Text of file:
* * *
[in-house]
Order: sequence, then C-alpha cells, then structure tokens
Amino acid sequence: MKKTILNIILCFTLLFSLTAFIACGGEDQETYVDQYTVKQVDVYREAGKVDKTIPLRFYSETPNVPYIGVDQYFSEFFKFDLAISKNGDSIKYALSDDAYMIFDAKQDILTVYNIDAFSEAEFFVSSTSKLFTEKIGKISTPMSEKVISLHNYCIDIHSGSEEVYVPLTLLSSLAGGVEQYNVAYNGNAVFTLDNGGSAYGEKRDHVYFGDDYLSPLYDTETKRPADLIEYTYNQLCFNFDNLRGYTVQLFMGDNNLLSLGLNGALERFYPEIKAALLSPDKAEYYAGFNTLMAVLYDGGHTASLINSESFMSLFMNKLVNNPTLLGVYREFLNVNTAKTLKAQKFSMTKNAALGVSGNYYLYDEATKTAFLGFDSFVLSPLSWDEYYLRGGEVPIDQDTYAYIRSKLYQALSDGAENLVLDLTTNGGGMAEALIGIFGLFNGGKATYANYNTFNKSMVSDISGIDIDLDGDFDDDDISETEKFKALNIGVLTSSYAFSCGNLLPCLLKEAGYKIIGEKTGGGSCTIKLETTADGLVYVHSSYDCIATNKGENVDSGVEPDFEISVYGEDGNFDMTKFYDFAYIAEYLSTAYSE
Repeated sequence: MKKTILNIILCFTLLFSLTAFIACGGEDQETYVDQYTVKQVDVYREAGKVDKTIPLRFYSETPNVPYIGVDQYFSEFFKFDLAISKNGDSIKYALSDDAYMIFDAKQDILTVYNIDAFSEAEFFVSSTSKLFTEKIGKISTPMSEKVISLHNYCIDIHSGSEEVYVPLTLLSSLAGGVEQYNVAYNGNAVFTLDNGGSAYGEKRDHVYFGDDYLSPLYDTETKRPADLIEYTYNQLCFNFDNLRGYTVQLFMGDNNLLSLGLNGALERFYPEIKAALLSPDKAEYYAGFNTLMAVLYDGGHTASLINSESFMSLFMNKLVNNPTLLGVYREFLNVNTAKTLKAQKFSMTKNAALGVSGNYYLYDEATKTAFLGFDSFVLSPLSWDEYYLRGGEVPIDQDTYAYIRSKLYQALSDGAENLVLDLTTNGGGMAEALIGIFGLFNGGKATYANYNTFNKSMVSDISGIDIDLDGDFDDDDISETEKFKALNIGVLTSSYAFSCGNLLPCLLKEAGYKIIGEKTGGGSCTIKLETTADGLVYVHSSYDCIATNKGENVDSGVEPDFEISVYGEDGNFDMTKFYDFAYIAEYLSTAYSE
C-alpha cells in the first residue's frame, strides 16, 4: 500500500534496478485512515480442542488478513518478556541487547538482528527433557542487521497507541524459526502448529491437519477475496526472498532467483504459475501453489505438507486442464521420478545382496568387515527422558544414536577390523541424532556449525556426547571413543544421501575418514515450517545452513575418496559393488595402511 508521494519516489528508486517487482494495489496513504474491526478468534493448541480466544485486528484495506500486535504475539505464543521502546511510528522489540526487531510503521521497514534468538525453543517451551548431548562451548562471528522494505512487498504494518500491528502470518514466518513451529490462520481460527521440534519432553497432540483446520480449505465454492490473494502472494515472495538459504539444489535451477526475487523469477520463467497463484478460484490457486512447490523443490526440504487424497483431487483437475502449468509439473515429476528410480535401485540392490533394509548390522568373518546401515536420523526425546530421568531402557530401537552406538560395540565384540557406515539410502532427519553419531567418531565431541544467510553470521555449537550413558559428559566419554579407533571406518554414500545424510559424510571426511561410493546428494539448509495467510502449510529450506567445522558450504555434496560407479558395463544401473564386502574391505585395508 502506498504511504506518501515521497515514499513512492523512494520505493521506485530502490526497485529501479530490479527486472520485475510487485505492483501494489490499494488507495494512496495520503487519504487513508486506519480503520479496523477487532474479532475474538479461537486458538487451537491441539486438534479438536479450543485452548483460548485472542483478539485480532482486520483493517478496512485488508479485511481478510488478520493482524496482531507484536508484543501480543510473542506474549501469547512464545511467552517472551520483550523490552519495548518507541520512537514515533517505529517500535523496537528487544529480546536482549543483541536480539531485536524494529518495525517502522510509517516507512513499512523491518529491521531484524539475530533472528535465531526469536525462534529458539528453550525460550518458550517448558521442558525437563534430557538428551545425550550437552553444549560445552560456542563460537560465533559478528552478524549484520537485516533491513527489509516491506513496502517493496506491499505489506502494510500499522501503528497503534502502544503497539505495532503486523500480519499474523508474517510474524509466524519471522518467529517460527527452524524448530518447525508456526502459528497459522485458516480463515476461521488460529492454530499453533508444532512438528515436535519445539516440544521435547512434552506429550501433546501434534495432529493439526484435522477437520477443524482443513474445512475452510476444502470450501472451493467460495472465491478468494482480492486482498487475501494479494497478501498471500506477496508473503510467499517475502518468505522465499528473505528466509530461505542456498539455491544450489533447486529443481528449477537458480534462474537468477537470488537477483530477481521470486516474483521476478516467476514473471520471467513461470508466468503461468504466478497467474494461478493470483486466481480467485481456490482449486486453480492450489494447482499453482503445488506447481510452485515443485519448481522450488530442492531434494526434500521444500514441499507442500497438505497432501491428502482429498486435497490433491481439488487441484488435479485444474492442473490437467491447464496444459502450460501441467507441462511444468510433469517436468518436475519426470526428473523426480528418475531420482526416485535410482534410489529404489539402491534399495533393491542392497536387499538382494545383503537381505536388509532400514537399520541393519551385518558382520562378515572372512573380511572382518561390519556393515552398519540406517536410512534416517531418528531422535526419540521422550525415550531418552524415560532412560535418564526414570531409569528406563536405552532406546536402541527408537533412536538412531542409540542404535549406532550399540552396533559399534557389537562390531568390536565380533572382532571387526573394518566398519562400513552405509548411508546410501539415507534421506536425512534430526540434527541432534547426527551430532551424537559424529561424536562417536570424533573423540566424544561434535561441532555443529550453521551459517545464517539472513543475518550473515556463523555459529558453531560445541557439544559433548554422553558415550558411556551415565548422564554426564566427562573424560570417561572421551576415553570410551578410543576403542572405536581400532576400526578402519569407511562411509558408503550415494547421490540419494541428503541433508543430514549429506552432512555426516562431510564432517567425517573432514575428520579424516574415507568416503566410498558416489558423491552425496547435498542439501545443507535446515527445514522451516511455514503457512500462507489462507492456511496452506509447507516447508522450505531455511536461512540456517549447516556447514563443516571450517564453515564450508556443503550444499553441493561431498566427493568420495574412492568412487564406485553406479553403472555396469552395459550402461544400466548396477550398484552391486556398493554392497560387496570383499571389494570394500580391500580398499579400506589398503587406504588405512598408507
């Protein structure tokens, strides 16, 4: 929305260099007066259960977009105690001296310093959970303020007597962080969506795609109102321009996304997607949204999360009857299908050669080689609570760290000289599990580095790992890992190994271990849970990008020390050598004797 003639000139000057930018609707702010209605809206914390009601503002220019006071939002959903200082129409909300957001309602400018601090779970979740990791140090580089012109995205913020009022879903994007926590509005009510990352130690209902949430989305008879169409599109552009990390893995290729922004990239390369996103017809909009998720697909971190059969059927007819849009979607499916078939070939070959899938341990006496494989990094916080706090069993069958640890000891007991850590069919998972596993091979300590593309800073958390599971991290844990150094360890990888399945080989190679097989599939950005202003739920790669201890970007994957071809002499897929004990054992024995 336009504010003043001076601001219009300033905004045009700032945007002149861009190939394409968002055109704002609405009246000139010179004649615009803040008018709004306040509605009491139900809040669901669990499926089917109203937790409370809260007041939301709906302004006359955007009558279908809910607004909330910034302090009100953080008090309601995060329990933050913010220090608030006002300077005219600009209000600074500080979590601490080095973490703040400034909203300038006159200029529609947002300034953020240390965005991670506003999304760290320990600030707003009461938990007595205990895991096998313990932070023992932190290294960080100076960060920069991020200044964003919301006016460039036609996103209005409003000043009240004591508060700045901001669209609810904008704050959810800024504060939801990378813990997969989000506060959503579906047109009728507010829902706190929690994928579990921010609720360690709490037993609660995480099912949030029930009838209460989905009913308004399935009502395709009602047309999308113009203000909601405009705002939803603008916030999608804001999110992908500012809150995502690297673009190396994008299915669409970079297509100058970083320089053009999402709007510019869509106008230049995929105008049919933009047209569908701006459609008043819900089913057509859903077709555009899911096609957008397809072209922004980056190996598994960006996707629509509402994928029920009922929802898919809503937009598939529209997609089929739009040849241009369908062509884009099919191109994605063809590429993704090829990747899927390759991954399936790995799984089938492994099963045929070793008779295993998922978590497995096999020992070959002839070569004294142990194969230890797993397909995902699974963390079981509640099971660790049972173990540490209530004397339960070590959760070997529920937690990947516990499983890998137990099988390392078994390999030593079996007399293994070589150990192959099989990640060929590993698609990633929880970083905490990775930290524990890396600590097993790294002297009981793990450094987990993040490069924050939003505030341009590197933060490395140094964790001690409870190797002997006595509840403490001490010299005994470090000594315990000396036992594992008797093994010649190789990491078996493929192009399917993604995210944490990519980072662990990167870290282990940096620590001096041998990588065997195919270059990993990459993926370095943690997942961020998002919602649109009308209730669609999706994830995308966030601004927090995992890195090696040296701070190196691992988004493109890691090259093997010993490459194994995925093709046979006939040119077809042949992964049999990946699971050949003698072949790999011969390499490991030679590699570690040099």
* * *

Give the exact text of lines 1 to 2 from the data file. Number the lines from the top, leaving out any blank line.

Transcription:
[in-house]
Order: sequence, then C-alpha cells, then structure tokens